Wednesday, October 7, 2015

Senate Supplements Priorities in Funding Bill

Tomorrow, the Senate will take up a bill, Senate 2025, which will fund significant state government programs and advance a number of public policy priorities.  The $341 million proposal reflects a series of items first initiated by Governor Baker in order to fulfill functions outlined in the state budget such as training at the Department of Children and Families, final payments for contractors who cleared last winter’s snow and ice, and initiatives for public health and public safety.

MassHealth will receive $203 million to address shortfalls and to expand substance abuse coverage.

Other substance abuse related programs funded by the bill:
  • $300,000 for the Trial Court to hire a project coordinator to oversee coordination, administration and financial oversight of the sequential intercept model project,
  • $15.2 million to fund substance abuse and residential beds and school-based substance use screenings,
  • $1.2 million for verbal substance use screening,
  • $5.8  million for a substance use treatment program to provide detoxification and clinical services for civilly committed women with substance use disorders at Taunton State Hospital,
  • $3.8 million to fund substance abuse counselors in schools.
In addition, other major areas of funding include:
  • $31.5 million for snow and ice removal costs for Mass Department of Transportation,
  • $21.7 million to close deficiencies in ten Sheriff Departments,
  • $3 million to fund Department of Children and Families training services for foster families and adoptive families and congregate care and adoption support services,
  • $5 million to support homelessness diversion, prevention and housing stabilization programs,
  • $9.5 million for National Guard student tuition and fees reimbursements,
The bill makes a $120,000,000 deposit into the state’s so-called Rainy Day Fund and revives a special commission charged with examining housing and shelter options for victims of domestic violence and sexual assault.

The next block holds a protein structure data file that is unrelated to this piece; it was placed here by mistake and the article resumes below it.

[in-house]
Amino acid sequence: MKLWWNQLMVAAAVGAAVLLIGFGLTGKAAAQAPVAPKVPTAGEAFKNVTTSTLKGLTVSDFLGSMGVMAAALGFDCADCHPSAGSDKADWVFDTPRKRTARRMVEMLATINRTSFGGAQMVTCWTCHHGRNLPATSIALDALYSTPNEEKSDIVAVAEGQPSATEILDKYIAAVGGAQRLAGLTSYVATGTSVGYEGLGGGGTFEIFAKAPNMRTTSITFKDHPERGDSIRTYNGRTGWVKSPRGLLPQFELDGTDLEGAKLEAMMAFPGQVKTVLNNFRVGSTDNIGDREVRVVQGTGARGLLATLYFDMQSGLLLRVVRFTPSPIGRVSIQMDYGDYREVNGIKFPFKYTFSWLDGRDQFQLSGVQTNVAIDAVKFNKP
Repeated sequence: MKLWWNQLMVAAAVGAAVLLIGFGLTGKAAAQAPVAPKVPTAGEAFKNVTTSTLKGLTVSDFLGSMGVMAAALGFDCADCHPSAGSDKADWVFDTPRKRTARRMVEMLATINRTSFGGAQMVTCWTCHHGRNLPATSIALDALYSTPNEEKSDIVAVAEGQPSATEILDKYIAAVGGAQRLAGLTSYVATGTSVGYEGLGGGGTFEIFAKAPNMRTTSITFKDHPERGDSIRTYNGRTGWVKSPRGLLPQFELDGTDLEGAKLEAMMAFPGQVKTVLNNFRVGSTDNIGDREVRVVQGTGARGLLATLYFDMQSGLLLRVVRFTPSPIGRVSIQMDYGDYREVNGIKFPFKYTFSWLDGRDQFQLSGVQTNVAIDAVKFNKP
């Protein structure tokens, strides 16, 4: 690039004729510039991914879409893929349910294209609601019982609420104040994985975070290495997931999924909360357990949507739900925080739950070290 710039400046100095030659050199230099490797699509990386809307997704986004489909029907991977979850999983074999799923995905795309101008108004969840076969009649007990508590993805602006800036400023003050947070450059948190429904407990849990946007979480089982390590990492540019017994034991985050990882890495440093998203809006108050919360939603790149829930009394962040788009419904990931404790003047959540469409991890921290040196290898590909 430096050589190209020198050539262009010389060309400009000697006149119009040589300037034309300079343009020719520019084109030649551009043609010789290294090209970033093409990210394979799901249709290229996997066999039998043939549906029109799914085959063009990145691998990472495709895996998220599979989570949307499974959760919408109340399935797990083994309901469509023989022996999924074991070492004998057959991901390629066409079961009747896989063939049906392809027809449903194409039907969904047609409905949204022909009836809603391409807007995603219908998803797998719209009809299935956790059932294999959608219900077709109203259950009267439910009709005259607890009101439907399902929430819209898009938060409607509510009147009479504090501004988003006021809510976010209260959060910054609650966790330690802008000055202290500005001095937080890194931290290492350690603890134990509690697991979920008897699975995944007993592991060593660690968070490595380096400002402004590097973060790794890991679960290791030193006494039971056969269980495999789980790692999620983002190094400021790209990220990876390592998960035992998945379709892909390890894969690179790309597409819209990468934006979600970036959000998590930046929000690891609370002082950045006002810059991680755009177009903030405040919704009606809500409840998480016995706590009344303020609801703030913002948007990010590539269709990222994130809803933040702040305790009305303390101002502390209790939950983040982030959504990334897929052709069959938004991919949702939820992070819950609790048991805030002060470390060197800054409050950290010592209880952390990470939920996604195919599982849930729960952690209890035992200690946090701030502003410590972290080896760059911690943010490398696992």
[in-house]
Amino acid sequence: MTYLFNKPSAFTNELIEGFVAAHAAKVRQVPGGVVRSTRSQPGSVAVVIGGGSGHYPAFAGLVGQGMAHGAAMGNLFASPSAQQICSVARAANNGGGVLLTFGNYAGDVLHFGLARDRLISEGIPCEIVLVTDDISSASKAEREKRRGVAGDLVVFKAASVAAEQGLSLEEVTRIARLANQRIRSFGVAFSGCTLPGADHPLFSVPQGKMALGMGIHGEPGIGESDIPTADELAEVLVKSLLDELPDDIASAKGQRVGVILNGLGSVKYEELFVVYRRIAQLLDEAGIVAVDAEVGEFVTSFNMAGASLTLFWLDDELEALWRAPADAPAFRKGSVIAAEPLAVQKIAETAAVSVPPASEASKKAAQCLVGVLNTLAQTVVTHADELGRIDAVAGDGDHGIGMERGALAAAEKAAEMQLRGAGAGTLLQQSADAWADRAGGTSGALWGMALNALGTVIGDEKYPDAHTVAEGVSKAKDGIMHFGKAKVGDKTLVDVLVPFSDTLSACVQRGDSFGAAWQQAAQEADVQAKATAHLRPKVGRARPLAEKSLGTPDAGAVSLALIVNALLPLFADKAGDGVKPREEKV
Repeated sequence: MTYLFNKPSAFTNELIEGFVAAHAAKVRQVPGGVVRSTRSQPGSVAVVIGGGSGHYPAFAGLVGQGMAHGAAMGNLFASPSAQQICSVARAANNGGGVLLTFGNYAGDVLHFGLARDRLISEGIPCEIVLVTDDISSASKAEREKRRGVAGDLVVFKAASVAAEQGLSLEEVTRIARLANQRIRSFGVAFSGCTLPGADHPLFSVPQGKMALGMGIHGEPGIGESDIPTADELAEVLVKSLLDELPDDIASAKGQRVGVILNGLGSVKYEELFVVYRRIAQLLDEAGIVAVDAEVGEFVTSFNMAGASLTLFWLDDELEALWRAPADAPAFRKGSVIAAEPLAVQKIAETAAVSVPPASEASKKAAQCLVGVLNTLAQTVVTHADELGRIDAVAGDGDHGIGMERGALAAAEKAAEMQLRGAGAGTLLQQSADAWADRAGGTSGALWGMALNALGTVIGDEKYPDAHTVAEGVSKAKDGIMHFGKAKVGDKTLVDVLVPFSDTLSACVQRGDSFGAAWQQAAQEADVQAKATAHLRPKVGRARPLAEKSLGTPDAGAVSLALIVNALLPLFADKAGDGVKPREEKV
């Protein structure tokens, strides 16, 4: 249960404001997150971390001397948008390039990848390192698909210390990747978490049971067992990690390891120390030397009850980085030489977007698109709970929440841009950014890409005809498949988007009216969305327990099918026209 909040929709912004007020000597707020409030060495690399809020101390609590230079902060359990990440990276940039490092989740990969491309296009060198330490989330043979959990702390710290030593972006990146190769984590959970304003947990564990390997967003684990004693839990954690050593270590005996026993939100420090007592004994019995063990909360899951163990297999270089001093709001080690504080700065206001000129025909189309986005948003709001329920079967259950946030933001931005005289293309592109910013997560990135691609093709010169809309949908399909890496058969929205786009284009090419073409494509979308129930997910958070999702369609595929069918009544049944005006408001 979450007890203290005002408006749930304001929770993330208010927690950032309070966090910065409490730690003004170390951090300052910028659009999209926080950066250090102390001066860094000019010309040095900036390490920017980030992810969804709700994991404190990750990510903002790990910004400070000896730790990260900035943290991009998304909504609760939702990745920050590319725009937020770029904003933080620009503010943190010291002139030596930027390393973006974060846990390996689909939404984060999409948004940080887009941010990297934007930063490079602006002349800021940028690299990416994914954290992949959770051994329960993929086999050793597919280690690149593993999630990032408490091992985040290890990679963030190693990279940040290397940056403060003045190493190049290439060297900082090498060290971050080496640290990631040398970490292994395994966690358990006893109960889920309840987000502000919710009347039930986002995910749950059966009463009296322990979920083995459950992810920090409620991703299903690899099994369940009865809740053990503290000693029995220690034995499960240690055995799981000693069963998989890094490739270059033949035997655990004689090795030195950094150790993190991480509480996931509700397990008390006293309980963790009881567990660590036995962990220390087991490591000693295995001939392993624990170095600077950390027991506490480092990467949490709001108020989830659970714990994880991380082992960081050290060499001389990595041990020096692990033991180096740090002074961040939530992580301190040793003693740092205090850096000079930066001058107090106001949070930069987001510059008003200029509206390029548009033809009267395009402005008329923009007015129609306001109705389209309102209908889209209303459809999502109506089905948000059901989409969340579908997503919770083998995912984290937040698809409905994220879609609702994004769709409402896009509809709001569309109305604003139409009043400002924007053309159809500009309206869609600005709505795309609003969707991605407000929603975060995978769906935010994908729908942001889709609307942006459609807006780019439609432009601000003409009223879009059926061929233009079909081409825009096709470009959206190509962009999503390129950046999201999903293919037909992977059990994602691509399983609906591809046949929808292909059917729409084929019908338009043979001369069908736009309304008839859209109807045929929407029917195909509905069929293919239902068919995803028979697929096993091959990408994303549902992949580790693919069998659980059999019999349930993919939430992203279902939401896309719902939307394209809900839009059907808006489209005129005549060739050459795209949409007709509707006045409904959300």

Members of the Senate Republican Caucus and I have offered several amendments to the bill to provide assistance to municipalities, low-income families, and health patients, these include:
  • Providing cities and town with $20 million in additional Local Aid payments for essential services,
  • Creating a two year pilot program to examine ways to qualify patients needing extended hospital stays to be covered under Federal Medicare,
  • Requiring the Department of Public Health to seek approval from the federal government to allow those who receive WIC benefits to use them on diapers for children. Currently, families receiving WIC cannot use the benefits to purchase diapers,
  • Protecting businesses against patent infringement threats, known as patent trolling,
  • Providing low-income households with $10 million in heating assistance, 
  • Requiring the Department of Elementary and Secondary Education (DESE) to conduct a feasibility study before adopting the Partnership for Assessment of Readiness (PARCC) standardized test, in place of the MCAS including procedures required to repeal the 2010 decision of the board to adopt the PARCC standards.  
  • Promoting compliance with the health care cost transparency law which requires health insurers to provide patients with accurate pricing information.

The text of the bill can be read by clicking this link: